We have used influenza virus whole-genome sequences combined with sophisticated evolutionary analysis to estimate the molecular epidemiological characteristics of pandemic H1N1 influenza in the United Kingdom. The distribution of United Kingdom-specific clusters and individual United Kingdom isolates throughout the global pandemic H1N1/09 virus phylogeny proves that the epidemic in the United Kingdom resulted from multiple independent introductions of the virus into the country during the first wave of infection. None of the viruses analyzed in this study, more broadly as part of United Kingdom surveillance, or worldwide showed any evidence of significant antigenic divergence from A/California/07/2009, although they are genetically distinct.
Epidemiological tracking of cases during this period suggested that there were laboratory-confirmed cases from at least 60 distinct introductions, grouping into at least 9 different epidemiologically defined clusters. In addition to the 13 United Kingdom clusters we defined here (containing 94 of the 153 isolates sequenced), there were 52 isolates, widespread geographically in the United Kingdom, distributed throughout our phylogeny. This suggests that our sampling of the lineages that arrived in the United Kingdom at the start of the outbreak was reasonably complete and that the 13 clusters and 52 dispersed lineages account for much of the United Kingdom pandemic H1N1/09 virus genetic diversity. Standard power calculations to add support to this observation are not possible, however, as sequences are not statistically independent observations but are in fact highly correlated due to the presence of shared ancestry.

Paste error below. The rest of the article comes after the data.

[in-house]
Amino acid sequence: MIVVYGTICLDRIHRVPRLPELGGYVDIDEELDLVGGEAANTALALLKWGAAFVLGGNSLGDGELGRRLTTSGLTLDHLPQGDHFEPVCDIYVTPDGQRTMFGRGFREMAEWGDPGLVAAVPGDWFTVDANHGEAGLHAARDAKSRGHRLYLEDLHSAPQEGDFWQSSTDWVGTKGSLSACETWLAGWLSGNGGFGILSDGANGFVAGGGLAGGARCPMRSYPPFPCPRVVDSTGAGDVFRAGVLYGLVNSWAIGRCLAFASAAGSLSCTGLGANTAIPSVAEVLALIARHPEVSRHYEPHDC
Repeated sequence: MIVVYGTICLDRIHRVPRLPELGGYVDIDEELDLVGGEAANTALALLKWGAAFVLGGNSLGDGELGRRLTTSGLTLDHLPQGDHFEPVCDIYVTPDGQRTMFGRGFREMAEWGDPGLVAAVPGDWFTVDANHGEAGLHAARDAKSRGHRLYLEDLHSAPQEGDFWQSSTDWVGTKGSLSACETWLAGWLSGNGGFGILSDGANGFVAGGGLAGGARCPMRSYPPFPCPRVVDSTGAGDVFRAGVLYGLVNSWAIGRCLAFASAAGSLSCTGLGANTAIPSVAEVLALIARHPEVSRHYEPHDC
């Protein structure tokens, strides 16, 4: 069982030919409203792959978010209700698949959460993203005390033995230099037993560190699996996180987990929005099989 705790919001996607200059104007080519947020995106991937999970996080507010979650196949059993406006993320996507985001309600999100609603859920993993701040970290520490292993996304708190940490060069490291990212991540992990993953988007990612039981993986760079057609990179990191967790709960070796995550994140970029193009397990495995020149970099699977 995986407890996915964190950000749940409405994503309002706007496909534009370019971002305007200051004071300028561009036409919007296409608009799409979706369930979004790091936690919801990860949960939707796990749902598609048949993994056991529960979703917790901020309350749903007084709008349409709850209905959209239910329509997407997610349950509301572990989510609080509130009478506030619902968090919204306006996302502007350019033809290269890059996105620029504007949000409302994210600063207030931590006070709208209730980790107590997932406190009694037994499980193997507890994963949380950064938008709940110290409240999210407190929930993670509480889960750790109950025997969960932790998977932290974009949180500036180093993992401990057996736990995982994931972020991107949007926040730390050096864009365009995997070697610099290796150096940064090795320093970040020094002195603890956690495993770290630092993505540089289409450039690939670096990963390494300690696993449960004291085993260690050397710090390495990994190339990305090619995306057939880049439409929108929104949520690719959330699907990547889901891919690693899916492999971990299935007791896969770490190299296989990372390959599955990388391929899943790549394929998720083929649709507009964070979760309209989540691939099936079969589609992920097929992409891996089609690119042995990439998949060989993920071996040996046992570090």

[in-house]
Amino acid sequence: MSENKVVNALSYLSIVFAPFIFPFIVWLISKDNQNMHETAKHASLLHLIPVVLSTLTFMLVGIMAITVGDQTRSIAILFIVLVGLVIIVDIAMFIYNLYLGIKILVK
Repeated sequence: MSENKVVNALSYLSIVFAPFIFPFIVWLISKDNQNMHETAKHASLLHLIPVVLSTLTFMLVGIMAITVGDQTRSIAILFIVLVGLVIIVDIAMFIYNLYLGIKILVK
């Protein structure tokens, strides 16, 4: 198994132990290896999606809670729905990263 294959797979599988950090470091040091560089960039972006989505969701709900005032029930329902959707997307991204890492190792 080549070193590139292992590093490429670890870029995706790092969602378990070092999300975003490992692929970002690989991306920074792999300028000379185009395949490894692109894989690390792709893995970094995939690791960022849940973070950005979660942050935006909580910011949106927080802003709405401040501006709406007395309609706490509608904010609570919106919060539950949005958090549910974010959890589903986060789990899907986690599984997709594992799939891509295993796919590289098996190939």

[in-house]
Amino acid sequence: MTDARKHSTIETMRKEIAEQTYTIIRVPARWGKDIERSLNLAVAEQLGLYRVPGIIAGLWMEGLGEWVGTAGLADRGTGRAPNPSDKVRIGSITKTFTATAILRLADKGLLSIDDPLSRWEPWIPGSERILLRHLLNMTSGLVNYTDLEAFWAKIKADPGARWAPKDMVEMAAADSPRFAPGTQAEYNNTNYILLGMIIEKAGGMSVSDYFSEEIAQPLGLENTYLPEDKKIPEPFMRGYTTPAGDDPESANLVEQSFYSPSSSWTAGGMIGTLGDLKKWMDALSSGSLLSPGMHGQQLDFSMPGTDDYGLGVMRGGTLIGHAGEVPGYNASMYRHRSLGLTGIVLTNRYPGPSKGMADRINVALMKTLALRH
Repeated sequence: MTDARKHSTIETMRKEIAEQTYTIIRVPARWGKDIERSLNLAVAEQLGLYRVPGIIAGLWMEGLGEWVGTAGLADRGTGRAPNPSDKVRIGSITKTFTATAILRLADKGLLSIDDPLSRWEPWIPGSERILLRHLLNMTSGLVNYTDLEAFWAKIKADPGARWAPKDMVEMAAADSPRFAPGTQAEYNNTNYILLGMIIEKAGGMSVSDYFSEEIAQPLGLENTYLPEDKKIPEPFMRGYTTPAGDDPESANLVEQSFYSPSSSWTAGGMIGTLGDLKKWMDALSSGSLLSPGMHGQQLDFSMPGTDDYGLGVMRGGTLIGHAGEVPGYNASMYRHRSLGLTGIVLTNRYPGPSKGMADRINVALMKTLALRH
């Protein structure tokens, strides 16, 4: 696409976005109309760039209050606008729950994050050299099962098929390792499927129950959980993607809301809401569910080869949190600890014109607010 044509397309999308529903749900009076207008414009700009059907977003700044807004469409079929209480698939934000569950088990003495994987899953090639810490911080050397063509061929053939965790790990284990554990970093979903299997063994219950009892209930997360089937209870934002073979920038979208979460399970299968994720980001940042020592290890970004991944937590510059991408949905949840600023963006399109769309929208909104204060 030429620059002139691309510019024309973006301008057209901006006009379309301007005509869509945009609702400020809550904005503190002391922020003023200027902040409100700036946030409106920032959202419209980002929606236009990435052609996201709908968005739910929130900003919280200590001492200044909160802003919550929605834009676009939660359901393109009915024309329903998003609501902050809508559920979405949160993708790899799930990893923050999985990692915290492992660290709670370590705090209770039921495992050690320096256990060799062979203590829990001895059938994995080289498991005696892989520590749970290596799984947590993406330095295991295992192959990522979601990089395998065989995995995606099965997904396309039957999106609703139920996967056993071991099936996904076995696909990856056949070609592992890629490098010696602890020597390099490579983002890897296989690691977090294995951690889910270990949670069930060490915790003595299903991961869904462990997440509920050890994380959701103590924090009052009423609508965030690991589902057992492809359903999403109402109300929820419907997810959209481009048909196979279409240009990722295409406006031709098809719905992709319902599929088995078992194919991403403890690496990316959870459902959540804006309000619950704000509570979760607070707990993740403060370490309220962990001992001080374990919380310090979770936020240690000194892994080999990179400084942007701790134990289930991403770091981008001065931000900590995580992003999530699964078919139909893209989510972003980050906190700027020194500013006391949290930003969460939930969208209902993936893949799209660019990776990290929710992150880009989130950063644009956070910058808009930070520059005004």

Based on our analysis, at least one United Kingdom cluster (cluster UKA2-GC3) began to diverge 1 week (95% HPD range, 1 to 14 days) before the first clinically diagnosed United Kingdom case. The node which connects clusters UKA1-GC3 and UKA2-GC3, although poorly supported (posterior probability = 0.3542), has a time of most recent common ancestor (TMRCA) of 13 April 2009, suggesting that pandemic H1N1/09 virus was already spreading undetected in the United Kingdom around the same time that it was identified in Mexico, presumably as a result of unidentified infections in returning travelers. Note that there were approximately 5,000 travelers per week to and from Mexico in the weeks immediately preceding the first confirmed introduction to the United Kingdom.
The reasons for the apparent lag between the introductions of pandemic H1N1/09 virus into the United Kingdom and the peak of first-wave infections are not known. The spread of A/H1N1/09 in mainland Europe during the first wave in the United Kingdom was characterized by sporadic cases and isolated self-limiting outbreaks linked to importations. In the United Kingdom, however, the major generalized epidemic occurred in June and July and declined only once schools closed for the summer holidays at the end of July (6
). No equivalent epidemic wave was reported in Europe until the autumn, during which time the United Kingdom had its second wave of infection. The beginning of the second wave in the United Kingdom also coincided with the reopening of schools after the summer holiday period. It is possible that the United Kingdom public health response, which was comprehensive and applied consistently during the early phases and which consisted of laboratory confirmation of suspected cases followed by antiviral prophylaxis of contacts, may have contributed to this delay. Antiviral prophylaxis appears to be effective at reducing household transmission (R. G. Pebody et al., unpublished data), suggesting that the strict prophylaxis policy acted to extinguish some of the early viral introductions, possibly slowing the rate of rise of the pandemic.